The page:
The State Ports Authority's likely pick for its new chief executive comes with a certain familiarity to those within the Southern shipping community.
To them, 53-year-old Jim Newsome is more than the upwardly mobile president of Hapag-Lloyd's America division outside New York City. To them, he's Jimmy, the Savannah native and namesake of a Georgia maritime leader who worked for the ports authority and with organized labor.
He's the child who spent every Saturday on the docks tagging along with his father. He's one of those who took a slight Southern accent to shipping-line outposts across the country.
Ron Brinson, a port consultant and former president and chief executive of the American Association of Port Authorities, remembered telling recruiters while chief executive of the Port of New Orleans, "Go see if Jimmy Newsome is available."
"The bottom line here is they could not have done better," Brinson said. "Anyone who has been in this business the last 30 years knows who Jimmy Newsome is."
What makes him special, according to Brinson, is that Newsome picked the transportation business at an early age, studied it and then stuck to it as he built a career.
Brinson compared Newsome to Don Welch, a previous SPA chief executive who, like Newsome, earned a master's degree in Logistics and Transportation from the University of Tennessee.
"He is a Don Welch with a maritime background," Brinson said. Welch, who retired in 1997 and died in January, was credited as the architect of the state's modern port system by focusing on containerized cargo.
Before heading up German-based Hapag-Lloyd's America division, Newsome served as the company's southern area senior vice president for more than a decade.
He previously served in executive positions with the company then known as Nedlloyd Lines, and before that worked his way up with Strachan Shipping Co.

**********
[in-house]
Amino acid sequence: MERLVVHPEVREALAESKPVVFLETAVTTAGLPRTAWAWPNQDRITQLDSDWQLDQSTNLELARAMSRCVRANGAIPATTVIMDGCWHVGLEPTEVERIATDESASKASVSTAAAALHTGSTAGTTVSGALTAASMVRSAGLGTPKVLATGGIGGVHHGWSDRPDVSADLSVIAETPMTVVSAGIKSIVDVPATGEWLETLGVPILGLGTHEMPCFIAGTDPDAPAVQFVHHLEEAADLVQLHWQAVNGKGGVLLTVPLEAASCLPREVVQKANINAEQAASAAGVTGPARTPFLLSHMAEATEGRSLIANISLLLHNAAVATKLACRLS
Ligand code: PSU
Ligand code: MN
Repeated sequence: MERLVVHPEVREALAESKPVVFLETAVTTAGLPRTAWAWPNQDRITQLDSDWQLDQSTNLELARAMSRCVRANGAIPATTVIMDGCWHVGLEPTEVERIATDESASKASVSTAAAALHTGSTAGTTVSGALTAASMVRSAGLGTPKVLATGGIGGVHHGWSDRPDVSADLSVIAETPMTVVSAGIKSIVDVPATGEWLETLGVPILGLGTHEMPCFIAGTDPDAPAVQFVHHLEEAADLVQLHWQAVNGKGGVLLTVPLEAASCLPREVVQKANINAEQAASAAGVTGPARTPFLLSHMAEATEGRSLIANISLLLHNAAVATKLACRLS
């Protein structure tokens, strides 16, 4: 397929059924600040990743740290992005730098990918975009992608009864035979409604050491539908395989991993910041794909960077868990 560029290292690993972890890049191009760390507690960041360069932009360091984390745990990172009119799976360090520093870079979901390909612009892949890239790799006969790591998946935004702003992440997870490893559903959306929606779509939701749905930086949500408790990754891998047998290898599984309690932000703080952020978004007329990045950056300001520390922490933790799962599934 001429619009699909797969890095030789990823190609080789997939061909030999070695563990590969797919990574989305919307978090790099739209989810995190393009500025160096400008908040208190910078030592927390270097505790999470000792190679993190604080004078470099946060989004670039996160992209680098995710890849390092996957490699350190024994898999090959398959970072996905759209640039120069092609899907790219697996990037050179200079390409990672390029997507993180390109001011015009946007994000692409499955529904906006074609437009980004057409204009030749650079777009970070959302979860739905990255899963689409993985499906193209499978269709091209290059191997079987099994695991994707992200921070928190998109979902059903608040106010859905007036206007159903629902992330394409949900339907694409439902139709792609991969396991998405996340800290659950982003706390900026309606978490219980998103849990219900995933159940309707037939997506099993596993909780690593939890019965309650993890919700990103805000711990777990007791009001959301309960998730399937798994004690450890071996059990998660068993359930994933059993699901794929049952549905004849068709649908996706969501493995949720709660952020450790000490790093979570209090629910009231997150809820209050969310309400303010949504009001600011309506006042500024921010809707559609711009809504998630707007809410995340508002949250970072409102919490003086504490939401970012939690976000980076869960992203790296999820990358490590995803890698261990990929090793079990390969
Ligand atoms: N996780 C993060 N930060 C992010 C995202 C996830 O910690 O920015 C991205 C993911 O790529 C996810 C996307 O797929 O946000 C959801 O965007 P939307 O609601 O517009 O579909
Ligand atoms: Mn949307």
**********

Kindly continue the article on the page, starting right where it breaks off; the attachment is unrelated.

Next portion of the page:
"The success of this port or any port is understanding what's going on with steamship lines these days," Brinson said. "It's a huge focus on what kind of service you can attract to your port. There might be some people out there equally adept at this, but no one more so."
If named chief executive, Newsome will take charge in the midst of a port restructuring debate in the Statehouse prompted by turmoil within the agency.
The SPA's largest customer, Danish-based container carrier Maersk Line, announced in December that it would depart the Port of Charleston after it could not reach a cost-saving arrangement on which maritime unions and the SPA could agree.
That news came on the heels of a nearly 10 percent drop in container volume last fiscal year, while prime competitor Savannah grew by about 10 percent. Weeks after the Maersk announcement, then-chief executive Bernard S. Groseclose Jr., Welch's protege, resigned during a performance evaluation.
Neither Newsome nor SPA officials would confirm whether he plans to accept the position. The SPA board next meets June 23, and search committee chairman Bill Stern said a new chief executive would be named by or on that date.
Larry Young, vice president and general manager of stevedoring company SSA Cooper, knew Newsome's late father, who served as director of operations at the Port of Savannah.
The elder Newsome later worked for the Savannah Maritime Association and the Carriers Container Council, and also served on the South Atlantic Employers Negotiating Committee, a bargaining association that deals with unions.
Young said father and son developed reputations as smart businessmen and straight shooters.
"If he's picked and takes the job, the Port of Charleston couldn't do any better," Young said. "I think he'll lead us back and on to new heights."
Billy Adams, executive director of the S.C. Stevedores Association, worked the Georgia docks under Newsome's father and said he supports the younger Newsome taking the helm in South Carolina.
"I see quite a change in the port right now in terms of attitudes," Adams said. "I think he'll just continue that uptick."
Newsome is married with two children. His 22-year-old daughter graduated in May with an English degree from the University of Georgia and plans to attend Richmont Graduate University. His 18-year-old son heads to the University of North Carolina this fall.